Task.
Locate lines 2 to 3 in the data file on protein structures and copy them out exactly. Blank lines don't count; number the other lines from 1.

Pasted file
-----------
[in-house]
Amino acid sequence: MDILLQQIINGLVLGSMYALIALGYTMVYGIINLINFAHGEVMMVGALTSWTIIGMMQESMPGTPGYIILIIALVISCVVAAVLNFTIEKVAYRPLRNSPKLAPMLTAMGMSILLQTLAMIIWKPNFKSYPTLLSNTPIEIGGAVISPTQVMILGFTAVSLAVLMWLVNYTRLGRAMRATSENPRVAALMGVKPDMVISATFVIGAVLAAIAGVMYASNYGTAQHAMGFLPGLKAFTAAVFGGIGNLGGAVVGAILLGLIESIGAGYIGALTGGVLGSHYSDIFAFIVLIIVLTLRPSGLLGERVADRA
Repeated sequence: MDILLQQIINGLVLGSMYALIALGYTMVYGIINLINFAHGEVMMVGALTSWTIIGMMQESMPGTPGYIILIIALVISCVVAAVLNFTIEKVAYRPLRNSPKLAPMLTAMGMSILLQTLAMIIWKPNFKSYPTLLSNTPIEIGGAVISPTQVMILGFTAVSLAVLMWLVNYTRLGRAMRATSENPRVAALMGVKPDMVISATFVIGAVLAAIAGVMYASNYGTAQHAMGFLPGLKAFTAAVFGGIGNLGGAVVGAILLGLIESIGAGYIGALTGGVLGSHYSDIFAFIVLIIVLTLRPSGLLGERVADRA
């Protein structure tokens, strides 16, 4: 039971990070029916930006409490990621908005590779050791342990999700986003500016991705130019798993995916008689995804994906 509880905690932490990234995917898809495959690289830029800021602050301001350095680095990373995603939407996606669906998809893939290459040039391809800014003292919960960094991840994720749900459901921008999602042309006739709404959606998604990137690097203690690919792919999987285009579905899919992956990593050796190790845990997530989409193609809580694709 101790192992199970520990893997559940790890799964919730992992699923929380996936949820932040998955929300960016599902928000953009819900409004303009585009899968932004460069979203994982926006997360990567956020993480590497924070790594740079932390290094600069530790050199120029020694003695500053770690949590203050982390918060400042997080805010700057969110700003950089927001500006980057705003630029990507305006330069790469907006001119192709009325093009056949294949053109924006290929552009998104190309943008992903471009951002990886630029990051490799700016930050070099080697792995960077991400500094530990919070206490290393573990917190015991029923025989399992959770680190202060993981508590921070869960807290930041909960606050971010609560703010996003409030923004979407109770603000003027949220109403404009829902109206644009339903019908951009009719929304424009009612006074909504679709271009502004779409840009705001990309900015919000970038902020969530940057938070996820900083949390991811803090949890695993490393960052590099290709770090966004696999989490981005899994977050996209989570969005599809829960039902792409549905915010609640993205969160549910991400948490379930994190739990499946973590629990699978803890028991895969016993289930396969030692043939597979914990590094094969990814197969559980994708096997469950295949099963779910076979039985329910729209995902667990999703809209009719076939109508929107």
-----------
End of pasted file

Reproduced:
Amino acid sequence: MDILLQQIINGLVLGSMYALIALGYTMVYGIINLINFAHGEVMMVGALTSWTIIGMMQESMPGTPGYIILIIALVISCVVAAVLNFTIEKVAYRPLRNSPKLAPMLTAMGMSILLQTLAMIIWKPNFKSYPTLLSNTPIEIGGAVISPTQVMILGFTAVSLAVLMWLVNYTRLGRAMRATSENPRVAALMGVKPDMVISATFVIGAVLAAIAGVMYASNYGTAQHAMGFLPGLKAFTAAVFGGIGNLGGAVVGAILLGLIESIGAGYIGALTGGVLGSHYSDIFAFIVLIIVLTLRPSGLLGERVADRA
Repeated sequence: MDILLQQIINGLVLGSMYALIALGYTMVYGIINLINFAHGEVMMVGALTSWTIIGMMQESMPGTPGYIILIIALVISCVVAAVLNFTIEKVAYRPLRNSPKLAPMLTAMGMSILLQTLAMIIWKPNFKSYPTLLSNTPIEIGGAVISPTQVMILGFTAVSLAVLMWLVNYTRLGRAMRATSENPRVAALMGVKPDMVISATFVIGAVLAAIAGVMYASNYGTAQHAMGFLPGLKAFTAAVFGGIGNLGGAVVGAILLGLIESIGAGYIGALTGGVLGSHYSDIFAFIVLIIVLTLRPSGLLGERVADRA